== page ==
Nevertheless, I want to get back to Senator Segal's question. Is it possible that the government is looking at the future of the procurement program and considering reducing the size of the Canadian Armed Forces or the number of members, in order to pay for equipment that will probably take decades to make it to the front lines?

Hon. Claude Carignan (Leader of the Government): I will repeat what I told Senator Segal, word for word. As we explained in Economic Action Plan 2012, Canadian Forces regular and reserve force strength will be maintained at 68,000 and 27,000 respectively, over the medium term.

Senator Dallaire: This is 2014, so 2012 is ancient history. In preparation for the upcoming budget cuts is National Defence considering the option of cutting Canadian Armed Forces personnel in order to pay for equipment they will not see for decades?

Senator Carignan: I miss the beginning of question period when I had questions that came from the public. Once again, we plan on maintaining regular and reserve force strength at 68,000 and 27,000 members respectively, over the medium term.


Employment and Social Development

Federal Student Work Experience Program

Hon. Catherine S. Callbeck: My question is for the Leader of the Government in the Senate.

Many young people are not working. It's their generation that has borne the brunt of the most recent recession. The unemployment rate of young people is at a staggering 13.9 per cent. Given that information, I was really surprised to learn that under the Federal Student Work Experience Program the number of students in that program has dropped dramatically. In fact, it's gone from 8,305 students in 2011-12 down to 5,835 students in 2012-13. That's a drop of roughly 30 per cent. For many young people, this program opened the door for a job with the federal public service.

My question is this: Why, at a time when the Public Service Commission of Canada admits that it needs to renew itself, is this government eliminating so many opportunities for the next generation to enter the public service?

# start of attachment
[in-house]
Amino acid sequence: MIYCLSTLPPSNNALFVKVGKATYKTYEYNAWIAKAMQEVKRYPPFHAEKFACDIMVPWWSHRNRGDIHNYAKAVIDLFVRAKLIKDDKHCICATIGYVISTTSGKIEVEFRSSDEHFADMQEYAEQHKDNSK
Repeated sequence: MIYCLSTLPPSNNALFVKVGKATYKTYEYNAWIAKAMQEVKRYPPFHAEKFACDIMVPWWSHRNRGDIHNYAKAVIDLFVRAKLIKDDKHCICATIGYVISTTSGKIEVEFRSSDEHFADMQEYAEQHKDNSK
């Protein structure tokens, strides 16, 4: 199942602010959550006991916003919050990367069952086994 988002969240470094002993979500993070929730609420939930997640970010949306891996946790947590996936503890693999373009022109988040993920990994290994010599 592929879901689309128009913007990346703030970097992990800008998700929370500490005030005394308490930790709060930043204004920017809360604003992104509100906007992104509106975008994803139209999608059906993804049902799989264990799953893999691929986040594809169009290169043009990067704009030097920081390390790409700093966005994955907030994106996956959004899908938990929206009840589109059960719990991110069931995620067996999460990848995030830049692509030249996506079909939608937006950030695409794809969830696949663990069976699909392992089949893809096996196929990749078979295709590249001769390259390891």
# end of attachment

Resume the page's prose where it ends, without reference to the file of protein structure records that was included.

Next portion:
Hon. Claude Carignan (Leader of the Government): As you know, Economic Action Plan 2014 provides for key investments to ensure that today's youth have the skills they need to be employed, and this includes employment in the public service.


We implemented the Canada Apprentice Loan, which gives apprentices registered in red-seal trades access to interest-free loans. That is a total of more than $100 million a year.

We are investing $40 million in internships for young Canadians by creating some 3,000 internships for post-secondary graduates in high-demand fields and by investing $15 million to support internships in small and medium-sized businesses.

We are also supporting young entrepreneurs by investing an additional $40 million to give them access to mentoring, financial support, professional advice and the space they need so that they can get their ideas off the ground and start a business.

Since 2006, we have helped 2.1 million young Canadians get the training they need or find a job. As you know, the Government of Canada is committed to hiring students and offering workplace internships for youth and that commitment is continuing.


Senator Callbeck: I have a supplementary question. With all due respect, I'm asking about students who are hired into federal government positions. The program I mentioned, the Federal Student Work Experience Program, has been cut by 30 per cent. Co-op positions with the federal government have dropped from 4,520 in 2011-12 to 3,408. That's a drop of over 1,100 positions.

It's not surprising that the Public Service Commission of Canada pointed out at a Finance Committee that fewer graduates entered the public service in 2012-13, and there are also fewer employees 35 years old and younger. Well, it's very simple. Their opportunities are being greatly reduced. At the same time, the public service continues to age. We need young Canadians to continue to flow into the public service. Will this government reverse the trend and start hiring more young people?

Some Hon. Senators: Hear, hear.


Senator Carignan: Senator Callbeck, as I explained, we are investing more than $100 million a year in various programs that help young people find work in high-demand fields. This involves the private sector and small and medium-sized businesses. The Canadian government will continue to hire student interns based on their expertise and the needs of the public service.

Infrastructure, Communities and Intergovernmental Affairs

Champlain Bridge

Hon. Jean-Claude Rivest: Honourable senators, it is difficult to understand why the government is stubbornly refusing to give up on its plan to charge tolls on the Champlain Bridge.

Yesterday, in Montreal, representatives of the Government of Quebec and of all municipalities in the Montreal area, including the mayor of Montreal, held a meeting and once again reiterated the staunch opposition of all Montrealers and Quebecers to the federal government's proposal to make the Champlain Bridge a toll bridge.

I would remind senators that the Montreal metropolitan community, which comprises all the mayors of the suburban municipalities — including the excellent mayor of the city of Saint-Eustache, Mr. Pierre Charron — supports all the Montreal area mayors, so we might think that Senator Carignan is probably the only resident of Saint-Eustache to be in favour of a toll for the Champlain Bridge at this time. I am not sure whether this is an act of courage or blindness.